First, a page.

[blindkid] .brf file & Music braille

Bill billlist1 at verizon.net
Sat Jan 9 15:40:44 UTC 2016

Hello, Traci,

If you did obtain that .brf file from the NLS Music Section, I think it is
safe to presume that it has been proofed and is correct.  You should only
need to run Duxbury and open it as a braille file.

If the braille appears wrong, and your machine is running a screen reader
such as JAWS, make sure that the screen reader is not translating the text
of the .brf file.  That is, turn any automatic braille translation function
of the screen reader off.  I am a subscriber to their service too so I could
download a copy and check it out for you if need be.

As Chris Nusbaum notes, we do make accessible music software but it creates
formatted braille scores.  That is, it does not read formatted braille files
such as .brf files but rather writes formatted braille output.  Our GoodFeel
translator creates formatted braille files with the .gf extension.  Recent
versions of Duxbury will recognize .gf files as formatted braille and open
them.  For older versions of Duxbury, you can simply rename the .gf files to
.brf and then open them. 

The NLS Music Section has some helpful online resources to get you up and
running with music braille including a free download of a book I wrote with
Richard Taesch entitled
"Who's Afraid of Braille Music?"  available in both braille and print.  This
book explains the differences between the braille and print systems for
notating music and why Louis Braille invented his ingenious system.  

Our book also debunks certain myths about the braille music system such as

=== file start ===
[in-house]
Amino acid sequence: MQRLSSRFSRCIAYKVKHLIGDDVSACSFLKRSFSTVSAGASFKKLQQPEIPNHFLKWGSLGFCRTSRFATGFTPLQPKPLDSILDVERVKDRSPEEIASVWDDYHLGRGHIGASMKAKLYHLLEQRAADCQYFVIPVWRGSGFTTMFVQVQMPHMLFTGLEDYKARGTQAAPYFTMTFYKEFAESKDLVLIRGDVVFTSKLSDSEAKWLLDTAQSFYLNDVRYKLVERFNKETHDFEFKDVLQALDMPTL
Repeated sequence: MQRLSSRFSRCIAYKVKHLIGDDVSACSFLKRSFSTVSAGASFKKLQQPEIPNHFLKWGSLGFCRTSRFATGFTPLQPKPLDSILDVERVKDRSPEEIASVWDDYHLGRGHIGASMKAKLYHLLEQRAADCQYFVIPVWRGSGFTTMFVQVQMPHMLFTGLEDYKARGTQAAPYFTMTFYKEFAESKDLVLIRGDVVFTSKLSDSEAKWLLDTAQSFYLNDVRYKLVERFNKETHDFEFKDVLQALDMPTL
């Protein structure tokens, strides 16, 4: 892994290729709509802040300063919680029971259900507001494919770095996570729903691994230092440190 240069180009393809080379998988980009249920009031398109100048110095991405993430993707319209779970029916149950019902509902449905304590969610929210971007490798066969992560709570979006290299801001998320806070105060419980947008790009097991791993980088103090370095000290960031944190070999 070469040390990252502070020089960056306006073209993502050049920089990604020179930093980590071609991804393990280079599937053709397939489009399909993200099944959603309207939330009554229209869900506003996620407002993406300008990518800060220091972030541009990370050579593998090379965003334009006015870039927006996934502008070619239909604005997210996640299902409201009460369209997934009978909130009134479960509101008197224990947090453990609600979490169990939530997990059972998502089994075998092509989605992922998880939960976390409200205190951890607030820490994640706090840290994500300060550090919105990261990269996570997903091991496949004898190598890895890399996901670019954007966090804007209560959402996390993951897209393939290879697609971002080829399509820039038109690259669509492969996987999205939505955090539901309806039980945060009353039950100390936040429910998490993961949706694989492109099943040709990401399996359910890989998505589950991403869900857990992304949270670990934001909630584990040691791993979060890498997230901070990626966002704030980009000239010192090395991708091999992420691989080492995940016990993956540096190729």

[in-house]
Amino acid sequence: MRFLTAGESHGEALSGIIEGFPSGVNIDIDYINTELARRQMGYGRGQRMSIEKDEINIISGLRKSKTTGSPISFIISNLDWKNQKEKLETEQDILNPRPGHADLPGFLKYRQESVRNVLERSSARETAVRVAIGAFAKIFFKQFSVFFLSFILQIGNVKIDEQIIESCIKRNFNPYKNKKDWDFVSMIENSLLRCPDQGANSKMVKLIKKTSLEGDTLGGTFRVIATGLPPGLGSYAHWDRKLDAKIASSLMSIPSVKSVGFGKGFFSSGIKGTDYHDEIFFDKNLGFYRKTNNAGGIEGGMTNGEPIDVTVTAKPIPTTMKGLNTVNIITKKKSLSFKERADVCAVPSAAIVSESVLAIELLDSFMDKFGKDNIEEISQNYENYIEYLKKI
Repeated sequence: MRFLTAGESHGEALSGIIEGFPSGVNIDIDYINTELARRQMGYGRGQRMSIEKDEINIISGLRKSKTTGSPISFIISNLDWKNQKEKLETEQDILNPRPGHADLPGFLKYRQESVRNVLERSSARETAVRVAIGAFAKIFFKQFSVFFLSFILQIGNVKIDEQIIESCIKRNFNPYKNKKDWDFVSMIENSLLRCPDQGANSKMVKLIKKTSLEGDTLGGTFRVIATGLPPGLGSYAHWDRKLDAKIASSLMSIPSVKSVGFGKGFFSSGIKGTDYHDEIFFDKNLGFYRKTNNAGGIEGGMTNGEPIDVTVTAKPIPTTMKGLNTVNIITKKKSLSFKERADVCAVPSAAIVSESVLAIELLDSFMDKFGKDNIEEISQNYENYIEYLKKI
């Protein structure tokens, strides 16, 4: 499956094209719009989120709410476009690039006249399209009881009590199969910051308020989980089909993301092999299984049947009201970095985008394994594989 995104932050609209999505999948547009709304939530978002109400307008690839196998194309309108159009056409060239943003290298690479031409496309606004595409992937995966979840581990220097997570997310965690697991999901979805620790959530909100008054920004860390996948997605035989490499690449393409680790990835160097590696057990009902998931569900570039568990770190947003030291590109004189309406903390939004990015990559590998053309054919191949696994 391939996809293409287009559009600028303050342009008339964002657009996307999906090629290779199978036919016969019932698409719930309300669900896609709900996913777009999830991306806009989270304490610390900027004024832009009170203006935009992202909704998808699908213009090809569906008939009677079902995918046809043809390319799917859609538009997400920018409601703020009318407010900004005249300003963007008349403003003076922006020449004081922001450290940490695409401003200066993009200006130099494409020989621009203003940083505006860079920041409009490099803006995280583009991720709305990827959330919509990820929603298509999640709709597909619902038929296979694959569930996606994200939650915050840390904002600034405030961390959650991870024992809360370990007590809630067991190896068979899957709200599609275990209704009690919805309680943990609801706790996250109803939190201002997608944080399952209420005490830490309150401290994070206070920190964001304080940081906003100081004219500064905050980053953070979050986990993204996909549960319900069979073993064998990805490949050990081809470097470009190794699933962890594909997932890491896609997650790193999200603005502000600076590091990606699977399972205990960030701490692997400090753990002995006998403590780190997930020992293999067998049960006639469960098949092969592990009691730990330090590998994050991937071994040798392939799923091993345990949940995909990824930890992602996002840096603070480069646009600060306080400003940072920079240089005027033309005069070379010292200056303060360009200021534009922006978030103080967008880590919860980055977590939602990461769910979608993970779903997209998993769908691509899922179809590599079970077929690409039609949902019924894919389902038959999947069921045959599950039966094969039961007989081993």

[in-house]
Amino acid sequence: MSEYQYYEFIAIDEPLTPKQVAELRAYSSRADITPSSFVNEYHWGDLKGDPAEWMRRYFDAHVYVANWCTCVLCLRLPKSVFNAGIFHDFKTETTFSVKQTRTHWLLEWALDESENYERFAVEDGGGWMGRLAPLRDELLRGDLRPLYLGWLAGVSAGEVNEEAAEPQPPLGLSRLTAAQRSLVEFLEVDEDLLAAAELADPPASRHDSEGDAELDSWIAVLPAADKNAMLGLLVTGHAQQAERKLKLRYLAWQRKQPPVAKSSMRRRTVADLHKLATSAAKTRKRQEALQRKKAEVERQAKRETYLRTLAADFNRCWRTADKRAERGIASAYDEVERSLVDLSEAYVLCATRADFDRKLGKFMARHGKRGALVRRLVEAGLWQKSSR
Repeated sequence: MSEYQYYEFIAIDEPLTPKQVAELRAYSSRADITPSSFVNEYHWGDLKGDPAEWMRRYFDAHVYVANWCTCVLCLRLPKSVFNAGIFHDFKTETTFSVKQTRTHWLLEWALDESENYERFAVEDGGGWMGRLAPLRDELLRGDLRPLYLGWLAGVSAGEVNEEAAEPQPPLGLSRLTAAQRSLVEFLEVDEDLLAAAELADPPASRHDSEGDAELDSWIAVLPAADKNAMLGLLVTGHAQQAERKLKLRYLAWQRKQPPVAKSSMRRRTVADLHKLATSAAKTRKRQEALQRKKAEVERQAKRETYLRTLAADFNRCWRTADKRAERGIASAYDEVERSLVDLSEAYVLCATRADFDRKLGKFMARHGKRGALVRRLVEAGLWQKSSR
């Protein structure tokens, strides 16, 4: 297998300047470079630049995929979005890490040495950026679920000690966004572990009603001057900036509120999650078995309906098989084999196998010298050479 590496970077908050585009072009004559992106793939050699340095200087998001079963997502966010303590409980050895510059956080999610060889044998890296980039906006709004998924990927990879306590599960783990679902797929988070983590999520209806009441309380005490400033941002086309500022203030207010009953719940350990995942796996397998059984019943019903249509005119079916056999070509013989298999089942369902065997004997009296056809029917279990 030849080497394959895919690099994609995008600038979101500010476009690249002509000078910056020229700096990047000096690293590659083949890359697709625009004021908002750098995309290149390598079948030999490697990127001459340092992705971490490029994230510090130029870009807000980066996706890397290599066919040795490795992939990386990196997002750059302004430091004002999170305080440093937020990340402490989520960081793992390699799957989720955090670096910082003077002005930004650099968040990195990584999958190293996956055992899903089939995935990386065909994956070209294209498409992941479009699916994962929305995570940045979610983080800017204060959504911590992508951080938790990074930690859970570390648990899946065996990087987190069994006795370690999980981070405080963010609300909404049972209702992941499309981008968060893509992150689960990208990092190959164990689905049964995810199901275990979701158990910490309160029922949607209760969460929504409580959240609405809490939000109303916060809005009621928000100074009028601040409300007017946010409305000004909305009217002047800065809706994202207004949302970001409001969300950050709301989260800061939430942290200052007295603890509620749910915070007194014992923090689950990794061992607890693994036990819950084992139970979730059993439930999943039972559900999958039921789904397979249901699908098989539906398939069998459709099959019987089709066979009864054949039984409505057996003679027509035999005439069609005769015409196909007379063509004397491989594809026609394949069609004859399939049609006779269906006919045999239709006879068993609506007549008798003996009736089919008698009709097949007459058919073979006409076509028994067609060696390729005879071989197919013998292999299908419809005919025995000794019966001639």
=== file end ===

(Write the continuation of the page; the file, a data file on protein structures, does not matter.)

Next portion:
that it is just impossibly difficult to learn, etc., etc.  The book explains
that Braille himself was French and called the note we call Middle C "DO"
(pronounced doe).  Only certain Germanic languages like English give
alphabetic names to the 7 degrees of the scale.  When Braille devised his
system, he was definitely not thinking of C, D, E, F, G, A and B as the
names of the notes but rather, Do, RE, MI, FA, SOL, LA and TI (or some
systems call it SI).  He decided to use the 7 dot patterns we know and love
in literary braille as the letters D through J to represent the 7 notes of
the scale.  He probably chose these patterns because each character has at
least 1 dot in the top to rows of the cell.

When teaching braille music, we always introduce the notes using their
solfege names and not their letter names.  This approach helps students to
train their brains to perform the required "code switching" needed to
distinguish between music braille and literary braille.  The same kind of
code switching is needed to know the difference between literary braille and
math braille.

Otherwise, teachers risk creating the following unfortunate but all-to-often

Teacher: "Today Joey, I am going to teach you music braille.

Joey: Yay! Sound fun!

Teacher: OK, Joey.  Here's a line of music notes for the note C, the first
note of the scale.  C is dots 1, 4, 5.

Joey: Wait a minute.  No it isn't!  The dots for C are 1, 4.  This system
doesn't make any sense!

Teacher: Hmm, you're right, Joey.  Let's move on to something else.

Again, I am sure that Monsieur le Professeur Braille was thinking about
geometric patterns to form the seven degrees of the scale and not letter
names.  He uses the top 4 dots of the braille cell in combinations to form
the scale degrees.  He uses the bottom two dots, dots 3 and 6, to indicate
the duration of the note.  Consequently, under the tip of a finger, we can